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Anxiety Disorders

Intense apprehension that may or may not have an obvious cause

  • Some types more common in females
  • Some types run in families
  • Stress is a risk factor
  • Age as a risk factor depends on the type

Temporary feelings of nervousness or worry in stressful situations are natural and appropriate. However, when anxiety becomes a general response to many ordinary situations and causes problems in coping with normal everyday life, it is considered a disorder.

Anxiety disorders occur in a number of different forms. The most common is generalized anxiety disorder, characterized by excessive, persistent anxiety that is difficult to control. Another type of anxiety disorder is panic disorder, in which there are recurrent panic attacks of intense anxiety and alarming physical symptoms. These attacks occur unpredictably, usually have no obvious cause, and generate fear of further attacks. Panic attacks may also feature in generalized anxiety disorder. In another type of anxiety disorder known as phobia, severe anxiety is provoked by an irrational fear of a situation, activity, creature, or object (see Phobias).

Generalized anxiety disorder affects about 2–4 per cent of people every year in the UK. The condition usually begins in early adulthood and affects more women than men. Sometimes, anxiety disorders exist alongside other mental health disorders, such as depression or schizophrenia.

What are the causes?

An increased susceptibility to anxiety disorders may be inherited or may be due to experiences in childhood. For example, poor bonding between a parent and child and abrupt separation of a child from a parent have been shown to play a part in some anxiety disorders. Generalized anxiety disorder may develop after a stressful life event, such as the death of a close relative. However, frequently the anxiety has no identifiable cause. Similarly, panic disorder often develops for no obvious reason.

What are the symptoms?

People with generalized anxiety disorder and panic disorder experience both physical and psychological symptoms. However, in generalized anxiety disorder, the psychological symptoms tend to be persistent while physical symptoms are intermittent. During panic attacks, psychological and physical symptoms develop together suddenly and unpredictably. The psychological symptoms of generalized anxiety disorder include:

  • A sense of foreboding with no obvious reason or cause.

  • Being on edge and unable to relax.

  • Impaired concentration.

  • Repetitive worrying thoughts.

  • Disturbed sleep (see Insomnia) and, sometimes, nightmares.

In addition, you may have symptoms of depression, such as early waking or a general sense of hopelessness. Physical symptoms of the disorder, which occur intermittently, include:

  • Headache.

  • Abdominal cramps, sometimes with diarrhoea, and vomiting.

  • Frequent passing of urine.

  • Sweating, flushing, and tremor.

  • A feeling of something being stuck in the throat.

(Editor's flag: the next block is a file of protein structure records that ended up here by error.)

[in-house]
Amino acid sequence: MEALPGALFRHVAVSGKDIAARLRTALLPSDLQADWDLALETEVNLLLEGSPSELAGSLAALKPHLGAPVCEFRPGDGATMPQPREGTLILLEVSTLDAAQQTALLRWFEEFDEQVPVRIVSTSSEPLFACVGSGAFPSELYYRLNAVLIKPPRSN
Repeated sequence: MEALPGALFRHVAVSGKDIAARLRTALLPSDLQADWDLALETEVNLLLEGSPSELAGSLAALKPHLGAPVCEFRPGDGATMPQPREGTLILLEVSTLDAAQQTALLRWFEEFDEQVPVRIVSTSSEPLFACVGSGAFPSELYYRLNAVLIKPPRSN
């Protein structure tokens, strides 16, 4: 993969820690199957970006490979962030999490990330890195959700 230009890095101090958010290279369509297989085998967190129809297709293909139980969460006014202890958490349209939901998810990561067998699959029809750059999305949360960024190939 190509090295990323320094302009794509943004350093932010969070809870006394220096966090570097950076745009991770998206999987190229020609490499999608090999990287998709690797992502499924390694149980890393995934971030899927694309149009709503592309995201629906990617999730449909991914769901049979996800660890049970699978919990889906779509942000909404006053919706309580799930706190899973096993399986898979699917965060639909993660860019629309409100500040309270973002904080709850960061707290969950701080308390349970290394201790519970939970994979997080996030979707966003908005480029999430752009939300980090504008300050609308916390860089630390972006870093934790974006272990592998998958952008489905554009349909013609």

Psychological and physical symptoms of panic attacks include the following:

  • Shortness of breath.

  • Sweating, trembling, and nausea.

  • Palpitations (awareness of an abnormally rapid heartbeat).

  • Dizziness and fainting.

  • Fear of choking or that death may be imminent.

  • A sense of unreality and fears about loss of sanity.

Many of these symptoms can be misinterpreted as signs of a serious physical illness, and this may increase your level of anxiety. Over time, fear of having a panic attack in public may lead you to avoid situations such as eating out in restaurants or being in crowds.

What might be done?

You may be able to reduce your anxiety levels yourself using methods such as relaxation exercises. If you are unable to deal with or identify a specific cause for your anxiety, you should consult your doctor. It is important to see a doctor as soon as possible after a first panic attack to prevent repeated attacks developing. There are several measures you can try to help to control a panic attack, such as breathing into a bag (see Coping with a panic attack). For any anxiety disorder, your doctor may suggest counselling to help you to manage stress. You may also be offered cognitive–behavioural therapy or behaviour therapy to help you to control anxiety. You may also be prescribed antidepressant drugs, some of which are useful in relieving the symptoms of anxiety and panic attacks whether or not depression is also present. A self-help group may be useful.

If you are under particular stress, your doctor may prescribe a benzodiazepine drug (see Antianxiety drugs), but these drugs are usually prescribed for only a short time because of the danger of dependence. You may be prescribed beta-blocker drugs to treat the physical symptoms of anxiety.

In most cases, the earlier anxiety disorders are treated, the quicker their effects can be reduced. Without treatment, an anxiety disorder may develop into a lifelong condition.

Self-help: Coping with a Panic Attack

From the 2010 revision of the Complete Home Medical Guide © Dorling Kindersley Limited.

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